You’ve no doubt used coordinating conjunctions, even if you aren’t totally sure what these words are. The words and, but, or – these are some examples of the seven coordinating conjunctions that exist in the English language.
Here is the complete list:
Notice that these seven words form an acronym: FANBOYS. This can help you remember the whole list more easily. Understanding all of these words can help you take your writing to the next level. Coordinating conjunctions tell your reader very important information about the relationships between your independent clauses, letting you clarify meaning with relatively short words.
For example, it wouldn’t make complete sense to say this:
I love chocolate ice cream, AND I hate vanilla.
This doesn’t flow because the word AND signifies that you will add more examples of ice cream flavors that you enjoy. A better usage would be this:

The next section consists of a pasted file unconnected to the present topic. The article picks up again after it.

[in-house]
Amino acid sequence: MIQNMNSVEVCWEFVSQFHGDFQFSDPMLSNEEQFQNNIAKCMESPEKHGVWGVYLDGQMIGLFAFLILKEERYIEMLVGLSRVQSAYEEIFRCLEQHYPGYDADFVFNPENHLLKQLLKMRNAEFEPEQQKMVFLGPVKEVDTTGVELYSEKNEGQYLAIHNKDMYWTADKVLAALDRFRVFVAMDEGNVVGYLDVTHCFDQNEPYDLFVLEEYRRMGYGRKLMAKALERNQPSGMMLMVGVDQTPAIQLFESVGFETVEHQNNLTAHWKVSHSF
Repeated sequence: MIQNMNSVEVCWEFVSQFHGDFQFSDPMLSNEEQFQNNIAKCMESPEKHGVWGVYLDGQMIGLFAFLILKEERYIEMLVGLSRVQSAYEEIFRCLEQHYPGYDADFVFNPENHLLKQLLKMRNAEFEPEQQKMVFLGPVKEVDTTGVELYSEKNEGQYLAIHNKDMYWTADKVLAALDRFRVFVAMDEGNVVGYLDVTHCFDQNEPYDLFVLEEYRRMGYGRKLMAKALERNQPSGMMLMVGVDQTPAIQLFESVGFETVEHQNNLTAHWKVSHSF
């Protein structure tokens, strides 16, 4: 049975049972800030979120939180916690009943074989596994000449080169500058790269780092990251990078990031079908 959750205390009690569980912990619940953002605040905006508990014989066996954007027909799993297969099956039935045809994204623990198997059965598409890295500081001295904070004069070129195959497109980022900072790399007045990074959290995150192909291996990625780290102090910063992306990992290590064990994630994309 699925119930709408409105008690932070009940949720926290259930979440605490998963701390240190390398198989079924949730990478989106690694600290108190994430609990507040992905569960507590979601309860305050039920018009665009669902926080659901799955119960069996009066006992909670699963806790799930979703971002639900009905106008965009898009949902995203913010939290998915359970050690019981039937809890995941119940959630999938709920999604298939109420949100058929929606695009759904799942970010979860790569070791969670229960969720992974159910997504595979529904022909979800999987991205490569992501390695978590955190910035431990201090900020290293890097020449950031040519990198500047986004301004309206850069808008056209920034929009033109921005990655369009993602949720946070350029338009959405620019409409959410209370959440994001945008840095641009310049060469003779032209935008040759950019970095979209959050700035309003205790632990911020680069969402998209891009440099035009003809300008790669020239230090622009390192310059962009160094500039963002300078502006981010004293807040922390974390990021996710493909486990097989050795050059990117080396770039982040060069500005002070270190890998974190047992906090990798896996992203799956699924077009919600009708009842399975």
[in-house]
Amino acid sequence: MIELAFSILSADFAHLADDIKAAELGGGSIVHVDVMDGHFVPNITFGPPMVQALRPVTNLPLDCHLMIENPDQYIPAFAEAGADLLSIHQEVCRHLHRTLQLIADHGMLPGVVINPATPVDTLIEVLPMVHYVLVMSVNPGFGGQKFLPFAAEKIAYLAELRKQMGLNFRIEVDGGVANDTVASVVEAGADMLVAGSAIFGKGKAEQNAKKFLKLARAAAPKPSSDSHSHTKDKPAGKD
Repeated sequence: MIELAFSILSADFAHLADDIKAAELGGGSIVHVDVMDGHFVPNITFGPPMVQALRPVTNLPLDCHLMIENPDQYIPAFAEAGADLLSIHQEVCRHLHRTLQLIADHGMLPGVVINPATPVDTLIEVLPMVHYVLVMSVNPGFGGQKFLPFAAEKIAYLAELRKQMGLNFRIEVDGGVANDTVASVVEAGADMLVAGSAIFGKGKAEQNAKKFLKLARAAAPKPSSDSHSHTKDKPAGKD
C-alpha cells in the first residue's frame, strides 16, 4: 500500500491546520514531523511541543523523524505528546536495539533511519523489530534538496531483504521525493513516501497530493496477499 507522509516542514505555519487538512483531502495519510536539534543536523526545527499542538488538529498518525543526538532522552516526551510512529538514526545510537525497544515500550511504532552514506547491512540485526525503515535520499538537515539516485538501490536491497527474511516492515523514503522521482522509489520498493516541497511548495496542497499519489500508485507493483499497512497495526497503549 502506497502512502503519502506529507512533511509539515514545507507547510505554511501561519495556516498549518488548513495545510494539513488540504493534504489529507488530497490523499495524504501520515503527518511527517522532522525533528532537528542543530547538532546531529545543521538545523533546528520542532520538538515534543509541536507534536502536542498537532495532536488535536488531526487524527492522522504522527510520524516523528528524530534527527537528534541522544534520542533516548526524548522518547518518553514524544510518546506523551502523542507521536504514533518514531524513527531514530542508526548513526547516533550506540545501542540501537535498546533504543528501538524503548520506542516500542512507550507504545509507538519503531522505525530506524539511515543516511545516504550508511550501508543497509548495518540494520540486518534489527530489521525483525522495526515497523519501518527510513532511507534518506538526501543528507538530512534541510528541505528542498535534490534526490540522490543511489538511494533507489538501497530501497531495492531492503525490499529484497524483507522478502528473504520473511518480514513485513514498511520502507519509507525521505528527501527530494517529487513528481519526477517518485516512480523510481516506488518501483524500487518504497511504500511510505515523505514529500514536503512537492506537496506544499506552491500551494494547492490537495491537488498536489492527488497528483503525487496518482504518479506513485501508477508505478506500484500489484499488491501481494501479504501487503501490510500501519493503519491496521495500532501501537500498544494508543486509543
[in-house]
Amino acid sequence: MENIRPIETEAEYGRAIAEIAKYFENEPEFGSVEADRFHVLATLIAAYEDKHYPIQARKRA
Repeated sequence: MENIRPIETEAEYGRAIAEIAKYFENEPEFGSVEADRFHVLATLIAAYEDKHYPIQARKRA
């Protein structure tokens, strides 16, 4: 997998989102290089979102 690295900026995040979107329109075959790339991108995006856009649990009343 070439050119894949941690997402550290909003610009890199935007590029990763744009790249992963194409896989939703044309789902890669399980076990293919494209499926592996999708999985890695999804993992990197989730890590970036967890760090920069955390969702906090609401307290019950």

I love chocolate ice cream, BUT I hate vanilla.
Here are the basic meanings of the seven FANBOYS:
As seen in the above chart, you would use BUT to indicate that the next clause will be in opposition or contrast to the previous one (this is why you need BUT in the ice cream example above).
So the next time you are revising and polishing an essay, consider using these words to express precisely what you want to convey to your reader.
If you want a higher dosage of this Grammar Rx, check out this Grammar Bytes lesson!